It’s the most wonderful time of the year. December football. Holiday Spirit. The NFL’s My Cause My Cleats campaign.

During Week 13 of the season, players throughout the NFL will be representing causes that are important to them through custom designed cleats. The San Francisco 49ers will be at Lumen Field in Seattle to take on the Seahawks on Sunday, with several players participating in the campaign.

“It’s just big because it gives you something to represent on the outside,” said 49ers cornerback Emmanuel Moseley. “We’re not just only football players…I think it’s just a blessing just to put some light on the other things other than just playing football.”

Head coach Kyle Shanahan will also be wearing custom cleats, as he pays tribute to outside linebackers coach Johnny Holland, who stepped away from the team in September as he battles multiple myeloma.

“It was real cool, when they asked me that with the shoes,” Shanahan said. “But first thing, I just want to support Johnny. I think you guys know how much he means to me, how much he means to everybody in this building. And then it’s just cool that I didn’t know what myeloma was until Johnny got it. And then once I found out that he got it, then I’ve kind of seen how many people do have it. So it was kind of cool to bring awareness to it and support him and the cause as much as you can.”

Jimmy Garoppolo’s cleats will represent Good Tidings, an organization that “encourages and supports the growth of marginalized children in Northern California by creating environments for athletics, the arts, education and wonder.” Children from a school in San Francisco’s Tenderloin designed the images for the cleats.

“Just getting all these little kids to draw portraits and collages and kind of putting them all together on the shoe,” Garoppolo said. “We spent a lot of time on it…I’m pretty excited with where they’re going right now.”

Moseley partnered with UCSF and the research they’re doing around COVID-19, as he lost his close friend, LaKiya Rouse, who he called Kia, to the virus last year.

“I grew up with her,” Moseley said. “I actually went to high school with her. So she played basketball. She was on the girls team obviously, and I was on the guys team, but we always encouraged each other each game to do well. And her sister MaKala is my best friend from back home…It definitely shocked me [when she passed away]. I was very surprised because [COVID] hit home, but COVID was hitting so many homes around the world.”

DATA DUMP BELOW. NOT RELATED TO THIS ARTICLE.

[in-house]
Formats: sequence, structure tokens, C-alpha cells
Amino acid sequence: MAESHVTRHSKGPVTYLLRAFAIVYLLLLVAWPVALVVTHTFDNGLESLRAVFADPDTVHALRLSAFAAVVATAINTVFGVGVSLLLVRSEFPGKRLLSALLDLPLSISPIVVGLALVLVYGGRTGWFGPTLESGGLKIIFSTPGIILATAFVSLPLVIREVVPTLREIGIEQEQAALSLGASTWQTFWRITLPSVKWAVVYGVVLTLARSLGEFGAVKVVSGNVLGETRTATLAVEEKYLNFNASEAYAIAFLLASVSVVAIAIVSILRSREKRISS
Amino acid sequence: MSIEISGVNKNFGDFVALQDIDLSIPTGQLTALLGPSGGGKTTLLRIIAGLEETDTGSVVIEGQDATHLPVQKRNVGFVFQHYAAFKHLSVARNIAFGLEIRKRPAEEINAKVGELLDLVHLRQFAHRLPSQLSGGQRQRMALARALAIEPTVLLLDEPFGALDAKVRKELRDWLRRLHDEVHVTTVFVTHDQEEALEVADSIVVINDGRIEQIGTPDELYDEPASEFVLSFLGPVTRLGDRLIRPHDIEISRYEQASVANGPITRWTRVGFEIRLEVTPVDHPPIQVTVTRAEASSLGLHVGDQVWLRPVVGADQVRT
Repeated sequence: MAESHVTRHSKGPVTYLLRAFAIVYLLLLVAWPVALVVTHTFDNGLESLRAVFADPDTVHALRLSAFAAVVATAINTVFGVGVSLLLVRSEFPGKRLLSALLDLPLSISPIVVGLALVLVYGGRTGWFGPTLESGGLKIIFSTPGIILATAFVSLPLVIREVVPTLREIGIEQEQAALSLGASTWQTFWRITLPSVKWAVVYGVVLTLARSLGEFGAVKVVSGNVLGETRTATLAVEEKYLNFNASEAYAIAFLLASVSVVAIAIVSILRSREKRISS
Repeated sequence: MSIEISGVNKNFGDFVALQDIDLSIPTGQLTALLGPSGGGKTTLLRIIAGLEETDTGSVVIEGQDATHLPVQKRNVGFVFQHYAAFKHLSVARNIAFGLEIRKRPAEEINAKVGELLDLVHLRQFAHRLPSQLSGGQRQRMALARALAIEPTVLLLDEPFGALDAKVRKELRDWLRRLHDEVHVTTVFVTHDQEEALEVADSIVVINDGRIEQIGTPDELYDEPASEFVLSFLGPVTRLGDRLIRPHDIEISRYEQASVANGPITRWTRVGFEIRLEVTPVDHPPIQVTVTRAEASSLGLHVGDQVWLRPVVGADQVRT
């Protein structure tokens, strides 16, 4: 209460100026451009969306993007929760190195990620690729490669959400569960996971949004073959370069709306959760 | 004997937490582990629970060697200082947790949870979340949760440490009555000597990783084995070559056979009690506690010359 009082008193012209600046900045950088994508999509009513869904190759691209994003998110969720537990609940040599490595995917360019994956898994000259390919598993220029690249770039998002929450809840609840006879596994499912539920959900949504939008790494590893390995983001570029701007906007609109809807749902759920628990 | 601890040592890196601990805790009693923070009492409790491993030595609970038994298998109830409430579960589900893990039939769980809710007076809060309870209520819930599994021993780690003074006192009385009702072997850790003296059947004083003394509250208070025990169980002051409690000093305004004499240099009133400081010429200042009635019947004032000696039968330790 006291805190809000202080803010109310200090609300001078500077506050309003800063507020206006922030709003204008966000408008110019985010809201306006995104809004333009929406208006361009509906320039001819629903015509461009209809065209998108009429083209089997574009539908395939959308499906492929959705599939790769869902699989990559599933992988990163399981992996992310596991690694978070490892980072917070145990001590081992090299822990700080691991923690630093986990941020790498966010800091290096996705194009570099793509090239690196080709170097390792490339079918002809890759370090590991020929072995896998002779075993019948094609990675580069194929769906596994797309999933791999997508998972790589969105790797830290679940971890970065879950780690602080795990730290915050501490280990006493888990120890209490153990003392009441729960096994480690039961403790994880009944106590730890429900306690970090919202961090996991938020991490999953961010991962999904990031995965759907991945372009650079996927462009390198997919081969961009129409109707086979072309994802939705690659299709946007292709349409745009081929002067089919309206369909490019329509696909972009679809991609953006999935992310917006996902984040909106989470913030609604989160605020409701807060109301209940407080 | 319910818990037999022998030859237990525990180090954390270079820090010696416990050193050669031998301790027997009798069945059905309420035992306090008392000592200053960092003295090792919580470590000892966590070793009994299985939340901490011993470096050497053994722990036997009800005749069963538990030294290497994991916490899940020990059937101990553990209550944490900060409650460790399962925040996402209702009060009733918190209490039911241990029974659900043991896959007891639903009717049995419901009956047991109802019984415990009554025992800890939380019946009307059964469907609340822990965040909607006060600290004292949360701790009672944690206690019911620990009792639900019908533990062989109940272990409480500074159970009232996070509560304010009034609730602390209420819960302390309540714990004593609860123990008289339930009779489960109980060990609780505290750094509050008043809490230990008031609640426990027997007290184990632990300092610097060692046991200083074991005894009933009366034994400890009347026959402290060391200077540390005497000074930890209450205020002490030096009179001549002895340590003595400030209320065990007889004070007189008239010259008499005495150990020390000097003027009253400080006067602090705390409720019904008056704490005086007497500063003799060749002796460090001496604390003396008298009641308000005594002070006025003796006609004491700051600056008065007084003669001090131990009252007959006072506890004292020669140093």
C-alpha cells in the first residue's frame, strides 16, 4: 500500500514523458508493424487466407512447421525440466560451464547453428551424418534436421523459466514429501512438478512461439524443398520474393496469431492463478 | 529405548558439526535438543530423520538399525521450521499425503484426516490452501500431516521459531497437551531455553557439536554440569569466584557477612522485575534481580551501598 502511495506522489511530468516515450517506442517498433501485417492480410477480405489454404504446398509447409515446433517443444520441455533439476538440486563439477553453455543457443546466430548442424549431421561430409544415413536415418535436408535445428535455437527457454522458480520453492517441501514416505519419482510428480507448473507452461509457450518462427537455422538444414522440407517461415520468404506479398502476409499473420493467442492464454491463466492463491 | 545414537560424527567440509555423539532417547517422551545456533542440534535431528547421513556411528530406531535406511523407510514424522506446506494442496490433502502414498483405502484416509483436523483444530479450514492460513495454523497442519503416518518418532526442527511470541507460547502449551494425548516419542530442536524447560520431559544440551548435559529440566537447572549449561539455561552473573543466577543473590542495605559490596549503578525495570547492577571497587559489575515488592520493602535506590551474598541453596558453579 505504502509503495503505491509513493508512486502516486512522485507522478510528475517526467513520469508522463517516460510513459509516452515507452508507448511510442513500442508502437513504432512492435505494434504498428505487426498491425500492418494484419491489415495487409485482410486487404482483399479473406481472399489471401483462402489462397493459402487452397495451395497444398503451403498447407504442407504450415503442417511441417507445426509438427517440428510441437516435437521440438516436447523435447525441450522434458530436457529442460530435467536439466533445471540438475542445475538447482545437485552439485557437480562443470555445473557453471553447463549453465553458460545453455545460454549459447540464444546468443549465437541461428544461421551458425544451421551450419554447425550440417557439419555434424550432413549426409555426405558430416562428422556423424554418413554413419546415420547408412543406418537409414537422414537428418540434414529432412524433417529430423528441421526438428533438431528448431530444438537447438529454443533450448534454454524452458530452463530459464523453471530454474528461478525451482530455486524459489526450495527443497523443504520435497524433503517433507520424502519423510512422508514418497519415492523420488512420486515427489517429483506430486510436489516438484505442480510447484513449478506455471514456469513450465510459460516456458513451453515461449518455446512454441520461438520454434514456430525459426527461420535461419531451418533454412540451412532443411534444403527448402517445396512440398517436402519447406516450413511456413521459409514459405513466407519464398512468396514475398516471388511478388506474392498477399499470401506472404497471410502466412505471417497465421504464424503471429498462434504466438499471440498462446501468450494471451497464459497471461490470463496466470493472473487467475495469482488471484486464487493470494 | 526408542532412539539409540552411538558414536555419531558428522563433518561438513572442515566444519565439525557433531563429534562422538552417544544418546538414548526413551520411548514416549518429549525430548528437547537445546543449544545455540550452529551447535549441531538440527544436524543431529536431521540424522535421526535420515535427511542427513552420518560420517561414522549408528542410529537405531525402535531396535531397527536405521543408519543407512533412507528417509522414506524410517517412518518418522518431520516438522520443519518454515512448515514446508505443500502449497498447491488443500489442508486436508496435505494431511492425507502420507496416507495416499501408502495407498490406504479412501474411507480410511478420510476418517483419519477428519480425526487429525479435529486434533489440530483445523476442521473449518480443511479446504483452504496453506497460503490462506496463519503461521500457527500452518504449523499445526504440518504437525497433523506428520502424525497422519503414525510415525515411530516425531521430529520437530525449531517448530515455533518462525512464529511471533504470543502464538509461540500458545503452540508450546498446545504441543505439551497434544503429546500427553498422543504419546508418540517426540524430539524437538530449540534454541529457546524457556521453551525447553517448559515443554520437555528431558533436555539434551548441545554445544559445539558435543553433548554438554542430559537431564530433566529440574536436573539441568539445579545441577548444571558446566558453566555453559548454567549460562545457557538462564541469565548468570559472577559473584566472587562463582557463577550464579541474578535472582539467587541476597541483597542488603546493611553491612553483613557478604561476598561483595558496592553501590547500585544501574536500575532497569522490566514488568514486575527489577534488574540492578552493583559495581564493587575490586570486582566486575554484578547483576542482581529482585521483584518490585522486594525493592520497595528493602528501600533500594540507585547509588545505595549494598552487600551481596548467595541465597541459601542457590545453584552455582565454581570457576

Tight end George Kittle, who has had several family members in the military, including his uncle who served two tours, is representing Tragedy Assistance Program for Survivors (TAPS).

“At the 2019 Pro Bowl, I think it was, we got to work with TAPS and I got to really figure out what they were all about,” Kittle said. “They pay the ultimate sacrifice to allow us to live our lives here the way that we want to live them. And so I feel like as much help and awareness I can spread about TAPS and the good that they do. I just try to do it all the time because I think it’s a wonderful organization and I’ve met wonderful people through that organization and it’s just been fun for me to be able to work with them.”

DL D.J. Jones partnered with CityTeam, which works to provide food, clothing, shelter and programming in communities dealing with homelessness.

“Honestly, me and my wife were looking for an organization that was kind of smaller, but just the amount of homelessness is something that’s always been close to my heart,” Jones said. “Just seeing the homeless breaks my heart a ton, so who would I be not to help?”

For LB Azeez Al-Shaair, his cause hits close to home. He is working with Alzheimer’s Foundation, as his grandfather is battling dementia.

“I remember when I first noticed, it was my rookie year,” Al-Shaair said. “It was when we were in Sarasota getting ready to play the Saints, and I was able to go up to Tampa and see him. And at the time I didn’t know. But we had sat down and we were talking about the season and I just remember…we were talking and some of the stuff we had just talked about, hearing him say repetitively…[B]efore I left, my grandmother had told me that he had dementia. The person that he was to me, he’s such a big influence in my life and it meant a lot to me just growing up. Him and my mother are the two biggest inspirations I had to even be here. So something I would say that’s really dear to my heart.”

Moseley plans to wear his cleats for the rest of the season, and he was able to surprise Kia’s family with the news that she would be honored recently.

“They’re very excited about it,” Moseley said. “I let them know that I was going to do it last year, but then when I was home recently, I made a surprise visit to them. And just let them know again that I was going to do it. They were very happy. The family and I, when I was back home, we used to kick it a lot and we used to do barbecues and stuff like that. So I’m definitely excited to honor her.”

*Photos provided by



Tracy Sandler

Tracy Sandler

I created Fangirl Sports Network as a place for female sports fans to follow their favorite teams with content and coverage that speaks directly to females. It started with one and then eight and now 32 NFL Fangirls and 15 NBA Fangirls.